I'm a grad student studying physical anthropology, focusing the origins of modern human diet, specifically looking at the plant foods that our ancestors and now-extinct relatives ate.  I look at the starch grains left behind on their tools and stuck in the plaque on their teeth, and my research is showing a trend that directly contradicts what the paleolithic diet presupposes.  Humans have been eating grains and beans for a long time (over 100kyr), at least an order of ten longer than agriculture has been around (since around 10kyr).  That's the direct evidence I've collected, but there is evidence from other researchers that cooking may have been around even longer (on the order of 500kyr-1mya).  So, the whole idea to cut out cooked grains and beans because we aren't evolved to eat them is BS.  More recently, there is strong evidence that the lactase gene (the one responsible for digesting milk) has undergone strong positive selection in the past 8-5kyr in European populations (meaning that these groups are, in fact, adapted to digest milk).

This being said, I am not a nutritionist, so I can't evaluate how good for you or not the diet may be. It makes sense to me to cut out refined sugars and processed foods because these are very very recent (last 50 years or so). However, don't start a hardcore paleolithic diet thinking that you're living up to your evolutionary past, because you're not. 

so the real question is, how many grains, beans, etc. can we eat with this in mind? is it cool if i get it all from a farmer and stay away from a super market? cause it seems like most of these foods have food labels, which usually equals processing.
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Offline KC Parsons

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Re: paleolithic diet
« Reply #74 on: July 31, 2008, 01:50:48 PM »
While this diet may not be perfect on an evolutionary scale, it's still a good diet for you nonetheless. Potatoes are bad because of starch, grains aren't great either (read the white/wheat bread dilemma thread.)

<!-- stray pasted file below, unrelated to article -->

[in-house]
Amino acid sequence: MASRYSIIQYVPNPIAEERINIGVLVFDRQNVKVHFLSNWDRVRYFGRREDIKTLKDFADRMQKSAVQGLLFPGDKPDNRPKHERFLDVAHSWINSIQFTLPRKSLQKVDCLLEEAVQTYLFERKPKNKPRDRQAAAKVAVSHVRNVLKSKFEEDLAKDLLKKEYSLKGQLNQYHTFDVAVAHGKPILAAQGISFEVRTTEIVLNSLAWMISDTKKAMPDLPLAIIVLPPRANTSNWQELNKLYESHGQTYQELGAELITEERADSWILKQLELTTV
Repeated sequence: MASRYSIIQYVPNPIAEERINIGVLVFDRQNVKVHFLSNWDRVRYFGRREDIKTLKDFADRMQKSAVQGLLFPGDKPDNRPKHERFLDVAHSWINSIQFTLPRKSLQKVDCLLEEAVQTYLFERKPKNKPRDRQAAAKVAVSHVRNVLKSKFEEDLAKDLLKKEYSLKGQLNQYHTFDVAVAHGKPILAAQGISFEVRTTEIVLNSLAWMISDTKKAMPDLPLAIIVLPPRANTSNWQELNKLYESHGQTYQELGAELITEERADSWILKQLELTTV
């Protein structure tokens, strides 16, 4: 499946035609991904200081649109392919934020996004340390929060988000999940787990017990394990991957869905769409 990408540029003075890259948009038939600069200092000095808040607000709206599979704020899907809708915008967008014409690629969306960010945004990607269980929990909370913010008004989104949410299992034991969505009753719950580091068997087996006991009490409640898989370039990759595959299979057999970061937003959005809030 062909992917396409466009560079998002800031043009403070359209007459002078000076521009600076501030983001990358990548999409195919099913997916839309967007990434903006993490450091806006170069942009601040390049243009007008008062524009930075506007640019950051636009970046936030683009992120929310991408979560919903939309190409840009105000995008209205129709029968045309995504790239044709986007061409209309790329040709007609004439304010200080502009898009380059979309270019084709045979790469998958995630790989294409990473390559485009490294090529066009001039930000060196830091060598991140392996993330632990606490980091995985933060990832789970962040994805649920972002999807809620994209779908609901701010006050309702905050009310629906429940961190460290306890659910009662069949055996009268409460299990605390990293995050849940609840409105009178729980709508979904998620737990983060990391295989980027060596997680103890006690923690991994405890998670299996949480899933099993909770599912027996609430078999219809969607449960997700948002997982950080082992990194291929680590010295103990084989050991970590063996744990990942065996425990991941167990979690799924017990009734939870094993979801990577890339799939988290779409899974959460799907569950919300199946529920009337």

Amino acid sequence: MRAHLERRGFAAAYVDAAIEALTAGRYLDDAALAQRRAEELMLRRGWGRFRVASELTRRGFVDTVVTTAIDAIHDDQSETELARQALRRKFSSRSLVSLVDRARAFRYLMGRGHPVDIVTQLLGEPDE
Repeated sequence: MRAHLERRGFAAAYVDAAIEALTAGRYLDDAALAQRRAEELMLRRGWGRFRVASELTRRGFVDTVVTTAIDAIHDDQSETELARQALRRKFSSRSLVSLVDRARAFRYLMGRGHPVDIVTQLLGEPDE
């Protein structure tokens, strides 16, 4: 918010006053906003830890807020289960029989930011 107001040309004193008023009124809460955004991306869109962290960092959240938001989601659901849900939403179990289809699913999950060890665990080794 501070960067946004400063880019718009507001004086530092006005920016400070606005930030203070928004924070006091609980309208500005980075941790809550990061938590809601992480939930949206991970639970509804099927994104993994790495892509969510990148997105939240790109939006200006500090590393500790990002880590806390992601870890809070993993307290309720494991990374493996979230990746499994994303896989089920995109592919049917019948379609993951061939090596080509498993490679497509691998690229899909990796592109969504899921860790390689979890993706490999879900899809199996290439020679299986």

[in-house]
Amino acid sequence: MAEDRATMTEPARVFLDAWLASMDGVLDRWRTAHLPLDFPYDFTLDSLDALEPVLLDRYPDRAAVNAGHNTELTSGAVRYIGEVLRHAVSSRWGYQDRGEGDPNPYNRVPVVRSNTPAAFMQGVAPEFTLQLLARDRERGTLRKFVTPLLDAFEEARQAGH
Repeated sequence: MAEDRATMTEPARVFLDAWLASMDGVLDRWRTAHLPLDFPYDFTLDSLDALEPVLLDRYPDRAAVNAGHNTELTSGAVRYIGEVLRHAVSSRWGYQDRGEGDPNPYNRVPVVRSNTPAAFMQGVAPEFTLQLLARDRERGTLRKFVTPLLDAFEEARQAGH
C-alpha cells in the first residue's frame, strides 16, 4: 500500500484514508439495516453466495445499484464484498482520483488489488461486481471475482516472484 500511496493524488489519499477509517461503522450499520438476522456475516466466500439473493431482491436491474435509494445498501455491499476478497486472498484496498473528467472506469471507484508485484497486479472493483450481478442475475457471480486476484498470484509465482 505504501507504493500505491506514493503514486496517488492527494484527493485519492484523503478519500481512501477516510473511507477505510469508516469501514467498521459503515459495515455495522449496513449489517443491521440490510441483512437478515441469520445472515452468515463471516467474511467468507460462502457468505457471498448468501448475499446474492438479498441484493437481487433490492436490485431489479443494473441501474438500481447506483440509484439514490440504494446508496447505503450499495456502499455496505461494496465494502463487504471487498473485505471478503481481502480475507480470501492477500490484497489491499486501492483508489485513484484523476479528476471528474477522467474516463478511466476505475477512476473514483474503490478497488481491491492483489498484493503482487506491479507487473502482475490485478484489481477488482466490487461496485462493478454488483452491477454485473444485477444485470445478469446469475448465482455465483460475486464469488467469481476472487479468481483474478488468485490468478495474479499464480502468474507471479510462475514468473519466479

It also helps to keep in mind what you want to do, and eat accordingly.

Ex:
Tired? Eat carbohydrates (low GI, though.)
Just got done resistance training? Eat protein and carbohydrates (if you want that session to be useful.)

Offline Ryan Nicolai

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Re: paleolithic diet
« Reply #75 on: October 26, 2008, 04:32:33 PM »
I eat a lot of straight organic(like, from Amish country) food, e.g.; eggs, vegetables, meats. My parents order their bulk meat from an organic butcher. The milk I drink is usually organic except for the soymilk my Mom has been buying the last couple of months. The whole soy thing is interesting, so is it ok to eat the "soy" in soy sauce... disregarding it's other problems.


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Offline Kalagaraz

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Re: paleolithic diet
« Reply #76 on: February 25, 2009, 02:16:50 PM »
Is this diet really that good? It's listed as a fad diet by several organizations, and studies on it haven't gone so well:

http://www.nhs.uk/news/2008/05May/Pages/Cavemanfaddiet.aspx

6 out of 20 people dropped the diet (probably from tiredness)
Also, every participate had a horrible decrease in calcium levels.

I can see where people are coming from "Our ancestors lived for thousands of years on this stuff, so it must be healthy). I can see where that could be believable, but also look at the average life expectancy in the "paleolithic" days (33), whereas today it's 66, double off the "unhealthy" foods we eat.

Just wondering if anyone else has done actual research on this diet?

Offline Steve Low

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Re: paleolithic diet
« Reply #77 on: February 25, 2009, 06:31:26 PM »
Is this diet really that good? It's listed as a fad diet by several organizations, and studies on it haven't gone so well:

http://www.nhs.uk/news/2008/05May/Pages/Cavemanfaddiet.aspx

6 out of 20 people dropped the diet (probably from tiredness)
Also, every participate had a horrible decrease in calcium levels.

Of course the studies don't go well.

They don't give the participants enough time to have their metabolism adapt from a "mostly" sugar diet to one higher in fat and protein.

Quote
I can see where people are coming from "Our ancestors lived for thousands of years on this stuff, so it must be healthy). I can see where that could be believable, but also look at the average life expectancy in the "paleolithic" days (33), whereas today it's 66, double off the "unhealthy" foods we eat.